Your opening sentence was fact-based and neutral. Your next sentence needs to express your point of view on the situation or how it affects you. Again, there’s no need to be defensive. “Play it cool,” Civello says. “And don’t let your face give away any angst you may have.”
Asking for a raise? Your first sentence was, “I’ve been working here for two years and have gotten positive feedback during my annual reviews.” Your second sentence may require a little research: “Most companies like ours offer salary increases once a year to employees who are performing well.”
This helps build your case by expressing why the situation matters. Let’s add to the initial sentences from our first series of scenarios:
“I’m applying for an MBA. A recommendation from a respected professor who knows me well would improve my chances of getting accepted into my top-choice program.”
“My daughter is moving to a new school with a later start time. It’s important to me that I’m able to drop her off in the morning, since I usually don’t get home until after she’s gone to bed.”
“I understand you’re looking for someone to work on that new project. Although I’ve never worked on a project exactly like that before, based on my experience with [another client], I think I have the right skills.”
Step 4: Ask for What You Want
Did you notice we’re already at step four and it’s only now we’re actually asking for what we want? You’ve calmly and confidently set the stage and explained your rationale. Now you’re ready to ask. Be straightforward and direct.
Although asking can feel awkward and uncomfortable, remember that the worst thing that can happen is that the person says no. And while “no” may be disappointing, if you listen carefully and with a flexible mind, that rejection may contain a hint of why, and sometimes a clue as to how you need to readjust your expectations, your strategy, or your ask next time.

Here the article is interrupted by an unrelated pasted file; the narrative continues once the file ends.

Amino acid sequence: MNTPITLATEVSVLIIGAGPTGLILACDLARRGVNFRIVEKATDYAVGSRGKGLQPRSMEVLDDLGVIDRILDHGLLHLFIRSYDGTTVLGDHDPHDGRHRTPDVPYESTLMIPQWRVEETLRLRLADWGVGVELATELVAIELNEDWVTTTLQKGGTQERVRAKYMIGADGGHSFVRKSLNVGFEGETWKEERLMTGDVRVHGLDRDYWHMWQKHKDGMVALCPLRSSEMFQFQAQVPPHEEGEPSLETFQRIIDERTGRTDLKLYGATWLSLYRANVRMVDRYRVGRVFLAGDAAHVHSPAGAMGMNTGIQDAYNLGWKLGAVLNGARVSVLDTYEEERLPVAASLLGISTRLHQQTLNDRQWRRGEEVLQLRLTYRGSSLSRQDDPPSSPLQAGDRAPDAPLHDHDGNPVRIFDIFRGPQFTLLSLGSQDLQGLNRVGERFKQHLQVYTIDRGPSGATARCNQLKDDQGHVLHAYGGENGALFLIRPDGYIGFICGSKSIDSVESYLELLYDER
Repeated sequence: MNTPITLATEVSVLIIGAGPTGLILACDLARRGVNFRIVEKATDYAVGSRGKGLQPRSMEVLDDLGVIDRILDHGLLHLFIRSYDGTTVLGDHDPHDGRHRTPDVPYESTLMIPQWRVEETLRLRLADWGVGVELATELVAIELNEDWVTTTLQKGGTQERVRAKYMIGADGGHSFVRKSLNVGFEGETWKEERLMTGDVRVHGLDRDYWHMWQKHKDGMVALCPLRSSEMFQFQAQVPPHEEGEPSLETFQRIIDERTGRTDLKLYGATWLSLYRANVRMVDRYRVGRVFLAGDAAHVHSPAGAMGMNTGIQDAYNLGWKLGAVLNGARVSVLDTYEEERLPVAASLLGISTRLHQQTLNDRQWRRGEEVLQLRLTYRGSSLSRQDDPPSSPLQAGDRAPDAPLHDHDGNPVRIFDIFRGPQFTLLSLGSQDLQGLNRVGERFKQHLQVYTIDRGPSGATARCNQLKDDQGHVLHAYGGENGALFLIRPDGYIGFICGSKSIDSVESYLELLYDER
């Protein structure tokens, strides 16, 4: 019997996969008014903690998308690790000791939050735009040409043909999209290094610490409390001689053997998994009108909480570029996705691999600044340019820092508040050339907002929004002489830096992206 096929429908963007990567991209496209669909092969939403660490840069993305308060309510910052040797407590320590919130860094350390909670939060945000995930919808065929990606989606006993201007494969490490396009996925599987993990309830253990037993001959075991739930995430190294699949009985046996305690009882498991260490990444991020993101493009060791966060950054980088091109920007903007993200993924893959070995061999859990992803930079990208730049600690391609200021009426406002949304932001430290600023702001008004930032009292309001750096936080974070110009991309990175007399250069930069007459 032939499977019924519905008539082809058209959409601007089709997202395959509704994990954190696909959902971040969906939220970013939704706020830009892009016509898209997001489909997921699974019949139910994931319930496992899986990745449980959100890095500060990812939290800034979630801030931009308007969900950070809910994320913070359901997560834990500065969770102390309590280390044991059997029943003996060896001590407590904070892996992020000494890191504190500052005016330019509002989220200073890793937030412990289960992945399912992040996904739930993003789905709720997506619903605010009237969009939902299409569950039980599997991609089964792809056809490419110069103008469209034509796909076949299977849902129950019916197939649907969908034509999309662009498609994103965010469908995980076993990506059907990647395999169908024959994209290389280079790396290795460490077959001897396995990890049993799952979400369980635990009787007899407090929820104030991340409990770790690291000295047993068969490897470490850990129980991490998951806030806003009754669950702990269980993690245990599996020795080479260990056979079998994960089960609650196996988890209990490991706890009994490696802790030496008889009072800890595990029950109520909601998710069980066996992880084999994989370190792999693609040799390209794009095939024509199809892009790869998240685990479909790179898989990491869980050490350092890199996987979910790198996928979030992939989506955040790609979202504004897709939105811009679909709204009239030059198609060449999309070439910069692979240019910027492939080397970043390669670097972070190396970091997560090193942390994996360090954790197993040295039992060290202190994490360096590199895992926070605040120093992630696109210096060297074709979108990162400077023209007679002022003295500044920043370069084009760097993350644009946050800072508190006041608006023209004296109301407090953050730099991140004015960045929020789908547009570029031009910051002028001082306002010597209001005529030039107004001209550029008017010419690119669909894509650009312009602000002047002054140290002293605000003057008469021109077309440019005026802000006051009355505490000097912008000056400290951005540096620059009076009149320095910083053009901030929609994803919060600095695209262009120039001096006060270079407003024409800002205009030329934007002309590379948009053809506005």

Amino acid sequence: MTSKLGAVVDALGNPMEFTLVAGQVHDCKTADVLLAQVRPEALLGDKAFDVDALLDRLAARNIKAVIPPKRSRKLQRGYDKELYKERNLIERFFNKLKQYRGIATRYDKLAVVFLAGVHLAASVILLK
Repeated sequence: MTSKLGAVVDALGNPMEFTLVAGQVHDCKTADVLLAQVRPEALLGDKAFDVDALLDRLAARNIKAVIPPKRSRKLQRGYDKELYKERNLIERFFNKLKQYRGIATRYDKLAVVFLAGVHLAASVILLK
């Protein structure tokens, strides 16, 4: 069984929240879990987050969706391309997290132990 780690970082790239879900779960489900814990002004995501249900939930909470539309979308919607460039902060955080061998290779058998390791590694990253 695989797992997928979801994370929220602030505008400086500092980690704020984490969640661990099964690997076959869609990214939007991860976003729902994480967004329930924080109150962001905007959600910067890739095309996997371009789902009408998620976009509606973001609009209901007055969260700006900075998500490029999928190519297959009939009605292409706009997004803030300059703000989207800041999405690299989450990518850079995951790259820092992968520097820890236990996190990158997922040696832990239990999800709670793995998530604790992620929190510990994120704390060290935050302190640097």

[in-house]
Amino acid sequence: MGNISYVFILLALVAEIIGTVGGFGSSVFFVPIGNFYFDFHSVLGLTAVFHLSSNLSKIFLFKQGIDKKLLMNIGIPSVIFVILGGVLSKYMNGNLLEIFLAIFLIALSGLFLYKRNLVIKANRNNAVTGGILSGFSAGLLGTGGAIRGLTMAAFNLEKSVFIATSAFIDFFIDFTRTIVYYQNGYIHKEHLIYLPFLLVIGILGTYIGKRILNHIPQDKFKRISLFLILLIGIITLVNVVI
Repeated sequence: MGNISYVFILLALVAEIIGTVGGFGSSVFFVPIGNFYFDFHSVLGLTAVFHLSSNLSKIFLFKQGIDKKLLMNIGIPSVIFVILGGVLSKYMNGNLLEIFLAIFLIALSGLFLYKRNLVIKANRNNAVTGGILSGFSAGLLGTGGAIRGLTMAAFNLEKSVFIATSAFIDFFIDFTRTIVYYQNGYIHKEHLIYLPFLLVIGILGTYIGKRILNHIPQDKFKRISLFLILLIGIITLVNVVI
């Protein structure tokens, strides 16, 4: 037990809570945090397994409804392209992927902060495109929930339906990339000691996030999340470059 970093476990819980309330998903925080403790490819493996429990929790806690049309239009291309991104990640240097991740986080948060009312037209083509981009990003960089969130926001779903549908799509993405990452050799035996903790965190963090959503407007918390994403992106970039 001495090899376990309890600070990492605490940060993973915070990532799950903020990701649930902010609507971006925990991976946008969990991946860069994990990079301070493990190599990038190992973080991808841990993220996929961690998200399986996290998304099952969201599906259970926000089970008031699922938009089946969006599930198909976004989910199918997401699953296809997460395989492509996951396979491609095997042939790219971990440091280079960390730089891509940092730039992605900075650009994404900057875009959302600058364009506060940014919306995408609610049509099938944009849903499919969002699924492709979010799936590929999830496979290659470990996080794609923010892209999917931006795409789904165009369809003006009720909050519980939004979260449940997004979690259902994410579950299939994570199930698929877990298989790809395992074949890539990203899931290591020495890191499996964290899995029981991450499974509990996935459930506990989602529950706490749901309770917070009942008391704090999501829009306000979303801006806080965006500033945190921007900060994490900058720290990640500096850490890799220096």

Tara Mohr, author of Playing Big, says, “Feedback does not tell you about you. It tells you about the person giving the feedback.” You can use that information going forward if things don’t go your way.
Here’s how to phrase your actual ask:
“I’ve been working here for two years and have gotten positive feedback during my annual reviews. Most companies like ours offer salary increases once a year to employees who are performing well. Can we discuss a raise for me?”
“I’m applying for an MBA. A recommendation from a respected professor who knows me well would improve my chances of getting accepted into my top-choice program. Can you please write a reference for me?”
“My daughter is moving to a new school with a later start time. It’s important to me that I’m able to drop her off in the morning, since I usually don’t get home until after she’s gone to bed. Would it be possible to adjust my schedule to come in an hour later in the morning and stay an hour later in the evening?”
“I understand you’re looking for someone to work on that new project. Although I’ve never worked on a project exactly like that before, based on my experience with [another project], I think I have the right skills. Would you consider hiring me for it?”
That wasn’t so bad, was it? But wait — you’re not done yet.
Step 5: Reinforce Your Position
Once you’ve asked for what you want, strengthen your case by gently explaining to the person you’re asking why what you want is good for them as well.
You may have to get creative to put yourself in the other person’s place and imagine how they’ll benefit from giving you what you want. But you need to come up with only one good reason for them to agree with you — the simpler the better.